There needs to be more diversity in science
Students have an important role to play in advocating for more diversity within scientific research
Science seeks to discover and explore why things work the way they do. With such a broad scope, science is a diverse field of study including disciplines such as biological, environmental, political and social sciences.
Designing good studies that yield findings transferable to the real world is crucial and having a diversity of participants is a big part of this.
Small and non-randomized sample populations of participants make it difficult to extend results to the general population as the conclusions of these studies are derived from trials on a very specific group of people.
Despite these issues with methodology being apparent, a trend of poorly designed studies is seen across research in the field of medicine and healthcare and is one of science’s fundamental pitfalls.
Historically, health research has neglected and harmed communities of colour, creating deep mistrust in science. As most current day studies lack diversity, the findings drawn from this area of research cannot always be applied to people of colour and create gaps in quality healthcare access for racialized and other marginalized communities.
However, science is becoming more inclusive in terms of both the individuals conducting the research and the populations involved in the research, by bridging communities through trust and understanding. Although we are beginning to see more representative research being conducted as science and society progress, we have a long way to go.
Students preparing to enter the scientific community as contributors must be aware of the existing gaps in scientific representation. We are responsible for advocating for equity in research and committing to ethical practices that prioritize diversity and inclusion.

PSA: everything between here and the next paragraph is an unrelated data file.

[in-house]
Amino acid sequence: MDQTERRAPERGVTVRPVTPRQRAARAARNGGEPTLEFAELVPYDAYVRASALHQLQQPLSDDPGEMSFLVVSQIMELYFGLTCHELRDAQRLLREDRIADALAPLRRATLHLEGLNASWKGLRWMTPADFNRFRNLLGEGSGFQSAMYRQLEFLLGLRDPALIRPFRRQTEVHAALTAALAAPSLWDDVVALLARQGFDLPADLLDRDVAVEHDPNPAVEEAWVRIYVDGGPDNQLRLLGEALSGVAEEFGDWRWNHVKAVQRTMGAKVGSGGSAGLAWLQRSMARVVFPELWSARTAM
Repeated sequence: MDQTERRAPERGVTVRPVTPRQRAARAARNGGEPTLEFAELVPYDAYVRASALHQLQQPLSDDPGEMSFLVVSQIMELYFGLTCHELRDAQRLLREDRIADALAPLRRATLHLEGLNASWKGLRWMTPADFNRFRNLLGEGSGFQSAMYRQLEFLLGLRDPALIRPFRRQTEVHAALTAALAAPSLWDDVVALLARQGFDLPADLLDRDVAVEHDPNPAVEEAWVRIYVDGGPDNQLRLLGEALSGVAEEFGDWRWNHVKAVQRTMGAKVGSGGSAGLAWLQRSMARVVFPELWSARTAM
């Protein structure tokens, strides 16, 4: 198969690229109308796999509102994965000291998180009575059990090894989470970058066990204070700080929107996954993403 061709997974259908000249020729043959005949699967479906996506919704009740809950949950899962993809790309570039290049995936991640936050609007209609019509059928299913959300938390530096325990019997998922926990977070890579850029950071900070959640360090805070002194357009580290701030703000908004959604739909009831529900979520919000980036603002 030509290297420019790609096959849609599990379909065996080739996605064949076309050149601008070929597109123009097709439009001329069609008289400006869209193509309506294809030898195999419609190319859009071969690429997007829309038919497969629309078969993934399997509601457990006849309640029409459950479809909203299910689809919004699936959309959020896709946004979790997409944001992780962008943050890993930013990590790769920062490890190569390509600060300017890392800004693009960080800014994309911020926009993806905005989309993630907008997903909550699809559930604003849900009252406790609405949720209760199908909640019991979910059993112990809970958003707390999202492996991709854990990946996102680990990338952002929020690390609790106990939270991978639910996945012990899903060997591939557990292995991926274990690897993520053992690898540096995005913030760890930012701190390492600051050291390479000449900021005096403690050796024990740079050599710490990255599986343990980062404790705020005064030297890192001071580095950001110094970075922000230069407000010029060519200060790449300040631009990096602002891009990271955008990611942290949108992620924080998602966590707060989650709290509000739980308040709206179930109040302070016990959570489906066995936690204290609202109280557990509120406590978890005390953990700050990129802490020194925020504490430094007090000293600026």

To create positive ripples of change within science, we need to be more considerate of diverse and intersecting identities and strive to include groups such as racialized individuals, women, members of the 2LGBTQIA+ community and other underrepresented groups in science research.
Science research is publicly funded, and rightfully so, as everyone is affected by science. Discoveries made in the lab have a direct consequence for society through policy and practice across of wide range of sectors and industries such as healthcare, food and agriculture and energy to name a few.
The bottom line is that inclusion and diversity in science and science research benefit everyone. As diversity continues to increase within the science community, the innovation and creativity of projects is also growing. Diverse voices, with unique lived experiences, present solutions to various issues that may have gone unnoticed before.
Academia does not thrive when confined and limited by single perspectives. Intertwining different disciplines, perspectives and voices, on the other hand, creates opportunities for intersectional collaboration and development – opportunities that are desperately needed to solve pressing issues such as climate change.
The scientific community's commitment to inclusion enriches science. It’s time we prioritize diversity in science and science research.